Montana’s Plan to Delist the Grizzly

By Heidi Godwin

Wildlife and wild places are important to us here in the west. Not just because they offer a refreshing, vitalizing way to throw off the stresses of everyday life, but because they are what make this place special. We believe that we all benefit from wilderness and big creatures like the grizzly bear and hope that you will help us in protecting this majestic creature.

Right now there is a push in government to take the grizzly bear in Yellowstone off of the Endangered Species List. If this happens, Montana, Idaho and Wyoming will be responsible for the management of the great bear outside of park. Montana has already drafted its management plan and will be releasing it for public comment sometime in May. (We’ve had a look at a preliminary draft of the Montana management plan and, thanks to compromise on both sides of the table, the State has come up with a plan that’s pretty good for bears.) This comment period will be an important opportunity to make a strong statement to the State that grizzlies matter not only to those of us who love wilderness and wildlife, but to all of us that support and hold these communities together.

Although personal letters tend to be more effective with decision makers, we understand that everyone is busy. For that reason, we have comment cards available at the Bozeman office that you can sign and send to MT Fish Wildlife and Parks (MTFWP 1400 South 19th, Bozeman, MT 59718) or use as a jumping off point when composing your own comments. The primary points we are asking everyone to address in comments are:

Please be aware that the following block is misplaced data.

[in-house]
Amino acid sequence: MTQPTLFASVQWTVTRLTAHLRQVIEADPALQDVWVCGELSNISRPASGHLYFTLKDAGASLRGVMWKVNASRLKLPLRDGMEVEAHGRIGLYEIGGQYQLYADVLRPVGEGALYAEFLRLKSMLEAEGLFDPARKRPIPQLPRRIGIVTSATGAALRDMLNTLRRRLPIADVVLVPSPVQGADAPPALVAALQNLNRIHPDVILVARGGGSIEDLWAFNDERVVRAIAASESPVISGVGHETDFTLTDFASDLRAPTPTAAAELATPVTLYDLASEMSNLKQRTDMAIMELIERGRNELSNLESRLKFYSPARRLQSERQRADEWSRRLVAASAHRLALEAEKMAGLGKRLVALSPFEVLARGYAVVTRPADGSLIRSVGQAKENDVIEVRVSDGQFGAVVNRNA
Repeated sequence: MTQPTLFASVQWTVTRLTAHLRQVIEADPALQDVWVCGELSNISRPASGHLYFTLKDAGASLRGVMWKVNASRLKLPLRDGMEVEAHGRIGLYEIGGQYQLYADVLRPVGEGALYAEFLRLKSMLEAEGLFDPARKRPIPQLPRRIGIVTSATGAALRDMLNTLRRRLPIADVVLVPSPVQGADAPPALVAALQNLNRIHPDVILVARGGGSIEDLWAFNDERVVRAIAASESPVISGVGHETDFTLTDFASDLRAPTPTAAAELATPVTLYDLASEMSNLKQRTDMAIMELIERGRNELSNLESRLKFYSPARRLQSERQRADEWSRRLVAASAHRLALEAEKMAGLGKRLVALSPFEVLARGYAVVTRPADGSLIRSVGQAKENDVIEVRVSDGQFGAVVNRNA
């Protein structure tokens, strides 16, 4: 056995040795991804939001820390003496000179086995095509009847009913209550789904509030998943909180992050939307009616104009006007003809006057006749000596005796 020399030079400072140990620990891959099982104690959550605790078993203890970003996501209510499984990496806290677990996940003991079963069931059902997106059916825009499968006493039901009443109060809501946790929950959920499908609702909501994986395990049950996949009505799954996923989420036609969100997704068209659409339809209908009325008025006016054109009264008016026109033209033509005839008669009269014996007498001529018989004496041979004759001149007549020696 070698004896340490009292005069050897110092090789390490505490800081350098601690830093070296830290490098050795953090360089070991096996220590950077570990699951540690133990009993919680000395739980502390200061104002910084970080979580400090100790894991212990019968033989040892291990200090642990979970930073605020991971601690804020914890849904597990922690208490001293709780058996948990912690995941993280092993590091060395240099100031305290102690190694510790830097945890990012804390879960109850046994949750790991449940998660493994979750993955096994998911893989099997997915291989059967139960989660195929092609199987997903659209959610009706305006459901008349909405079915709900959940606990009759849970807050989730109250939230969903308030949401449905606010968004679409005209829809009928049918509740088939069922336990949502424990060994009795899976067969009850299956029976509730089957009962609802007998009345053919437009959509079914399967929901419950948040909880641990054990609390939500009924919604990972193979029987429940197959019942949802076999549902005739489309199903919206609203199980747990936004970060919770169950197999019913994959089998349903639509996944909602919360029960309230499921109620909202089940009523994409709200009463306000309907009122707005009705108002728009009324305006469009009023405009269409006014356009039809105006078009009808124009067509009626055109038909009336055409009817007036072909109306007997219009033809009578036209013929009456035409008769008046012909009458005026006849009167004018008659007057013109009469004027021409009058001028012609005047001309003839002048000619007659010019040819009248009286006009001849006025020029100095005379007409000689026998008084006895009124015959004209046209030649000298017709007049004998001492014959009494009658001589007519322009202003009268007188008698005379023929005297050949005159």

1. Make sure that grizzlies are provided wild, roadless habitat on public lands within and between Yellowstone and the Selway-Bitterroot, and north from Yellowstone to Glacier.
  2. Protect bears trying to recolonize areas outside of Yellowstone and the current recovery zone area - especially females. Reconnecting grizzly bear ecosystems, now isolated, is critical to ensuring a healthy future for the grizzly.
  3. Focus on resolving sanitation problems around Yellowstone through education, outreach and putting bear-proof dumpsters on all public lands. Sanitation doesn’t need to be a problem for grizzly bears, yet is the result of many mortalities each year due to chronic garbage and sanitation problems.
  4. Expand law enforcement efforts - this is one of the critical means of protecting habitat and curbing poaching.

We appreciate you taking the time to let your voice be heard on this important issue. For more information, contact Heidi Godwin at, or at 406-582-8365 ext. 3001.


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